Party of National Unity (Fiji)
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The Party of National Unity (better known by its acronym of PANU) was a Fijian political party founded by Ratu Sairusi Nagagavoka in 1998; by the time of the military coup of 2006, Nagagavoka remained the President of the party. A well-known member of the party was Apisai Tora. Presenting itself as a multiracial party representing the interests of Ba Province in particular, it formed part of the Fiji Labour Party-led People's Coalition in the general election of 1999, and won four seats in the House of Representatives. It lost all of its seats in the following election, in 2001, but party stalwart Ponipate Lesavua was appointed to the Senate as one of 8 nominees of Opposition Leader Mahendra Chaudhry.
Merger with BKV
PANU's chief rival for support in Ba Province was the Protector of Fiji, better known locally as Bai Kei Viti (BKV), with which it merged in 2004 to form the People's National Party (PNP). Following the completion of the merger, PANU and the BKV were both formally deregistered on 23 August 2005.
Reregistration of PANU
Not all PANU supporters were happy about the party's dissolution, however, or about the decision of the merged party to participate in the Grand Coalition Initiative Group, an electoral coalition of ethnic Fijian parties seeking to present a united front for the forthcoming election, scheduled for August or September 2006. On 25 November 2005, Lesavua announced that in response to public demand, he and a number of others were spearheading attempts to revive the party and reregister it. The necessary documents would be filed with the Elections Office within a week, Lesavua said. "The party is being revived because of the great demand from people at the grassroot level for PANU to contest the 2006 general election, he stated.
The Fiji Times reported on 11 January 2006 that Lesavua had made the necessary arrangements the previous week to reregister the party. The failed merger with the BKV had been on the basis of a promise not to enter into any racially exclusive or biased coalition. The breach of this promise was a dangerous trend amongst the majority of Fiji's political parties, Lesavua said.
Lesavua condemned the overwhelming dominance of indigenous Fijians in the present Cabinet. "Most of those in cabinet are either Fijian or Rotuman even though our country is a multi-racial country," he complained. He said that PANU would promote the principles of justice, love, unity, and fairness, to ensure that all citizens were successful, regardless of their race, religion, or creed.
In another twist to the ongoing saga of PANU-BKV relations, Lesavua announced on 23 January 2006 that the BKV, like PANU, had seceded from the PNP and had signed an agreement to merge with PANU, in order to present a united front representing western Fiji. Lesavua also told Fiji Village that the party would be sharing preferences with the Fiji Labour Party and the National Alliance Party.
New merger with PNP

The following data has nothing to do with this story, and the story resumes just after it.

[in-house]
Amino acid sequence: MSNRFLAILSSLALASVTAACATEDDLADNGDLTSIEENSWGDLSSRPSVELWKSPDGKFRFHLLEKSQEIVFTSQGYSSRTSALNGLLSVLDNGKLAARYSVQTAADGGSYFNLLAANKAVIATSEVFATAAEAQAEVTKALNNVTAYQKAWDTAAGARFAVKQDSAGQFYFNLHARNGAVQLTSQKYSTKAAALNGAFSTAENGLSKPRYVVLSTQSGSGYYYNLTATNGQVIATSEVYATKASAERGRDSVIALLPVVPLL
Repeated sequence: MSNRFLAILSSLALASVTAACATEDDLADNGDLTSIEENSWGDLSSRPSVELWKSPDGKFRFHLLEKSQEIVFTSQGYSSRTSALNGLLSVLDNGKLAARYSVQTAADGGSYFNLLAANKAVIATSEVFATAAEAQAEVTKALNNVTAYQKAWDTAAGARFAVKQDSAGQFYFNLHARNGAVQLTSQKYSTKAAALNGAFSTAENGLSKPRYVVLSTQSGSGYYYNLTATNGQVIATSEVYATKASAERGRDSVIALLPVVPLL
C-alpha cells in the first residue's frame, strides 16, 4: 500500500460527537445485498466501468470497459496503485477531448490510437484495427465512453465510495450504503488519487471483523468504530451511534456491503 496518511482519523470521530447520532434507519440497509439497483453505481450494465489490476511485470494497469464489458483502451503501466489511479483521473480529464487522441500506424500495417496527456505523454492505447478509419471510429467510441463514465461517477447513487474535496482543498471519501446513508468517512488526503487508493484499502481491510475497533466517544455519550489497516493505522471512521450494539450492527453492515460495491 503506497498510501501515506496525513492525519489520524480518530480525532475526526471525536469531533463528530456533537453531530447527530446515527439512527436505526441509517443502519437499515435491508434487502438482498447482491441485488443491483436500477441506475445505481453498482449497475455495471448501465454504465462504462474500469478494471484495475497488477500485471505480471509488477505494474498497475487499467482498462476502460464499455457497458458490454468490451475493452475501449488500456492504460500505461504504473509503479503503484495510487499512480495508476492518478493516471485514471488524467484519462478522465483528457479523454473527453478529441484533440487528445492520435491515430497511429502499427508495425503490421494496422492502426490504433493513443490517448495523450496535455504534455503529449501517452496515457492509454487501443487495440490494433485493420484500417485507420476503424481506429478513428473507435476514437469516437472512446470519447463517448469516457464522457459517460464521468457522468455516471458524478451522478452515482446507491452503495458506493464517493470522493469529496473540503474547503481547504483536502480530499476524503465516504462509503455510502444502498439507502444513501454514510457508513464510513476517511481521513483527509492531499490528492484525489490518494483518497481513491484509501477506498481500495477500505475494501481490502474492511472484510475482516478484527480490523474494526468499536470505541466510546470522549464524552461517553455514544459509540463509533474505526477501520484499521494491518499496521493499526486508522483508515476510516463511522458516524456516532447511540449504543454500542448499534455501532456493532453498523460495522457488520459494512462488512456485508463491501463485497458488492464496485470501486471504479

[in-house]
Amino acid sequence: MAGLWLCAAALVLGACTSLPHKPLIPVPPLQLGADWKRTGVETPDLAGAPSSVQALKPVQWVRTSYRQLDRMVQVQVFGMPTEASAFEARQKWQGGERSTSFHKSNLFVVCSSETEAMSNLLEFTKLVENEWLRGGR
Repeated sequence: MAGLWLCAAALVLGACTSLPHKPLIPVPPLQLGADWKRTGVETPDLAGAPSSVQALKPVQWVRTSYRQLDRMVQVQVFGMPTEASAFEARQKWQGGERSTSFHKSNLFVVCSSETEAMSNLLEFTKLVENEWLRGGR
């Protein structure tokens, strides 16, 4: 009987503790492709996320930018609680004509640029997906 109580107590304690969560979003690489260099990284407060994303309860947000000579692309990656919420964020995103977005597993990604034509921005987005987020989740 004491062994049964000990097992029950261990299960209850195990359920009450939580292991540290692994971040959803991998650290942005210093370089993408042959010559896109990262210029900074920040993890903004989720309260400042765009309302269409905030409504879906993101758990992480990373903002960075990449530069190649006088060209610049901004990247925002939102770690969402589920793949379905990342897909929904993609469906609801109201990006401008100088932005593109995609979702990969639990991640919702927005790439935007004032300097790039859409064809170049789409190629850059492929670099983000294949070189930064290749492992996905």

Fiji Live revealed on 2 March that the abortive merger of PANU with the PNP had been resurrected. Officials of the PNP and PANU had met over the weekend at the village of Sorokoba, Ba, to formalize a merger of their two parties. "In politics there are no permanent enemies and no permanent friends but we hope they understand and they will be informed of the move," PNP leader Meli Bogileka told Fiji Television. It was announced on 5 March that the BKV has also joined the re-merged party, which will contest the 2006 election under the PANU banner. Recapturing the three seats that it won in 2000 would be a priority, said Ponipate Lesavua.
Reacting to the merger, Jale Baba, campaign coordinator of the Soqosoqo Duavata ni Lewenivanua (SDL), said that it was a sad move. Establishing a party for the purpose of promoting one particular region in Parliament was "provincialism", he said.
Towards Election 2006
The Fiji Sun quoted Lesavua on 20 January 2006 as saying that PANU wanted to contest all parliamentary seats - Fijian, Indian, and Open - from Ba Province, and was looking for candidates who would represent all races and both genders. Younger candidates were also being sought, he said. Lesavua defended the notion of a provincial party. "Since Ba Province is the power base for the country's economy, there is a need to have a political party for the province's people," he told the Sun. On 27 January, he announced that PANU would give its first "preferences" to the Fiji Labour Party (Fiji's electoral system allows for transferable voting), and would also cooperate with the United Peoples Party and the National Alliance Party.
The party won at the Fiji election of 2006 1% and no seats.
Following the military coup of 5 December 2006, the Military-backed interim government required all political parties to reregister in preparation for the 2014 elections. Only two existing political parties did so successfully; PANU was not one of them. It was consequently dissolved and its assets forfeited to the state.